Have you ever seen a victim of Rigelian fever?
They die in one day. The effects are like bubonic plague.
Constantinople, summer 1334.
It marched through the streets, the sewers.
It left the city by ox cart, by sea, to kill half of Europe:
the rats, rustling and squealing in the night as they, too, died.
- The rats……….. – Requiem For Methuselah
Since hurricane Sandy the talk has been of Global Warming. We are also deep in the economy and various wars. War of Terror and War on Drugs etc. The elites care not about those things. They believe they can avoid their effects. I suppose they can – for the present. With big gated and armed castles.
Some even have plans for floating fortresses.
There is something now though that they cannot escape. Not even on their floating mansions. Bacteria. Bacteria that is becoming more and more immune to all of our wonderful, expensive anti-biotics. Bacteria like Staff and Strep and MRSA and Clostridium difficile – which killed my 91 year old mother in a couple of days. Bacteria that is becoming immune to all of our drugs. Even as I write this.
Two closely-related strains of Clostridium difficile became antibiotic resistant and were able to rapidly spread to hospitals around the world, a study says.
Researchers were able to show how the bacterium travelled by forensically analysing its genetic code.
The strains of the hospital infection seemed to become more severe after they became resistant.
Bacteria that can spread like wild fire. Even faster than the plague that hit Europe. Bacteria that we bred in our overuse of anti-biotics.
The study found that both strains of bacteria had undergone the same tiny mutation in a key gene that conferred resistance to the antibiotic fluoroquinolone.
Once resistance had evolved, the two strains quickly spread among hospital patients in North America and then Europe.
Trevor Lawley, the leader of the study at the Sanger Institute, said: “Until this research we didn’t realise that the same mutation had actually happened twice independently of one another. It shows that this is not a rare event and can happen again.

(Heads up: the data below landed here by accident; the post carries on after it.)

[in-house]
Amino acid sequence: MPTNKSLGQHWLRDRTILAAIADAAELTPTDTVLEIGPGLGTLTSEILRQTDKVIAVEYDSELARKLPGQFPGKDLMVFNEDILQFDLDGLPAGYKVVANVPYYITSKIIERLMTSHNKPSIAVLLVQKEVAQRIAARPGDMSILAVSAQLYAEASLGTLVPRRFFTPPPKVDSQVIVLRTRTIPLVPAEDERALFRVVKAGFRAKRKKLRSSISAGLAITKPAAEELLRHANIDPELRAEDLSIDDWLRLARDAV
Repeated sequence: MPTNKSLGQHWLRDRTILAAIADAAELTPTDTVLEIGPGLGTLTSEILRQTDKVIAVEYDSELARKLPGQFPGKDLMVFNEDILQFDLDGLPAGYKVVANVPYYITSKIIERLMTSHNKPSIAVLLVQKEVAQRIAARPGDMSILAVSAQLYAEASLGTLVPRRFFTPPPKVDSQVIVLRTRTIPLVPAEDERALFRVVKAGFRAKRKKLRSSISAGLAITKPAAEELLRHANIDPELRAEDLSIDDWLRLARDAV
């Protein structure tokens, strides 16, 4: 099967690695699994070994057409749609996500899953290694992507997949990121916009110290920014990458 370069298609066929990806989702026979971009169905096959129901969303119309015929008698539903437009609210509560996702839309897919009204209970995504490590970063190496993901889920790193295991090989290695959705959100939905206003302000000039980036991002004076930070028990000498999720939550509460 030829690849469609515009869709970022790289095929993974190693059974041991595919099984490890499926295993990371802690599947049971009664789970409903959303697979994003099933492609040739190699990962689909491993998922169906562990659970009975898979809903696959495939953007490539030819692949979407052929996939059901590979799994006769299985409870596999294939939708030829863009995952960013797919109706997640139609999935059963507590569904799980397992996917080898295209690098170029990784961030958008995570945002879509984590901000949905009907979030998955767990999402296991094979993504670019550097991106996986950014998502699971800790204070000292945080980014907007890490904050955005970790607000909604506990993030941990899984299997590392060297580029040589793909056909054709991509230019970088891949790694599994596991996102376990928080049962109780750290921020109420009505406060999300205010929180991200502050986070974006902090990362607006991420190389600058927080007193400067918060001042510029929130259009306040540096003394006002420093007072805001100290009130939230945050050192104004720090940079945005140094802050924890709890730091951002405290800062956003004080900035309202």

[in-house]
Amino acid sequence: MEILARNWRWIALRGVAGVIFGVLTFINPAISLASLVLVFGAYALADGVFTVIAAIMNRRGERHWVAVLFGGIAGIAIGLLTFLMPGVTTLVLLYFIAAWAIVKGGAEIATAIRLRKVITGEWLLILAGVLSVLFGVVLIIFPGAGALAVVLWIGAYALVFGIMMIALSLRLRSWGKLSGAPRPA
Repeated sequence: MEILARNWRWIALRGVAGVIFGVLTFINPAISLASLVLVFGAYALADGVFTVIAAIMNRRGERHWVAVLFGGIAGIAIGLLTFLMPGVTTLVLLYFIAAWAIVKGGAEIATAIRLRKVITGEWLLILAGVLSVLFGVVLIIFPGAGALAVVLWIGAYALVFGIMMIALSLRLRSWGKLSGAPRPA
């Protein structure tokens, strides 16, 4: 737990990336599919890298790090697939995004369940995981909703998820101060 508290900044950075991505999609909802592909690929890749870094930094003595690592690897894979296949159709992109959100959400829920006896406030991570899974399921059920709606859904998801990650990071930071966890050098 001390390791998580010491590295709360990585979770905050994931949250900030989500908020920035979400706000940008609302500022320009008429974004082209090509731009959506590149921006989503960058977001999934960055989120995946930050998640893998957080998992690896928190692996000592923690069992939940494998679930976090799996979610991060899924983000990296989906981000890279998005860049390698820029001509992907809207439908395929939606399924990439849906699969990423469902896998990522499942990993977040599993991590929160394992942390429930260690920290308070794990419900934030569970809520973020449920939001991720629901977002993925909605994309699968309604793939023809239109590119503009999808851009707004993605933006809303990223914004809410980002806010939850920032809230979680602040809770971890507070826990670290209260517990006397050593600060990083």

“There is a link between acquiring resistance and appearance of these mutations around the world, and the use of the antibiotics.”
The study, published in the journal Nature Genetics, said the evolution and persistence of fluoroquinolone-resistant strains of C. diff was likely to be the result of widespread use of this class of antibiotics in North America in the late 1990s and early 2000s. – The Independent
Anti-biotics that we constantly keep pumping to our beef and poultry and hogs. That is now showing up in our water supplies. That we put into our dish soap and hand soap. Anti-biotics that we still over prescribe for even the sniffles. At the same time making them less and less able to be used when they are truly needed.
The bacteria, known as Carbapenem-Resistant Enterobacteriaceae, or CRE, are named for their ability to fight off carbapenem antibiotics — the last line of defense in the medical toolbox. And so far, they’ve emerged almost exclusively in health care facilities, picking off the weakest of patients.
The bacteria made headlines this summer after a CRE strain of Klebsiella pneumoniae battered the National Institutes of Health Clinical Center outside Washington, D.C. Seven died, including a 16-year-old boy. (Hospitals don’t reveal victims’ names in keeping with medical privacy rules.) But that case was neither the first nor the worst of the CRE attacks. – USA Today
What happens when these bacteria jump out of the hospitals and into the general public ? When some health care worker or patient is carrying it and contaminates some public facility in say – India or Japan. And it travels to our shores. Or the same scenario in Idaho or Pa. And it most surely will. We now have evidence that these new bugs can travel the world.
This is to my mind the best example of how we can no longer base our health policies in this country on whether or not some jack ass gets rich. We can no longer base any of our policies here on this. For they will com back and bite us in the ass.
David Seaton posted a blog on Global Civics and if this not not the best reason we need to practice it, I don’t know what is. The elites may fear it but they had better start fearing this instead. Bacteria do not care one bloody bit who you are. They can kill the rich just as quickly as the poor and you cannot buy a cure that no longer exists.
For we are now creating our own Requiem. Our own Synthococcus novae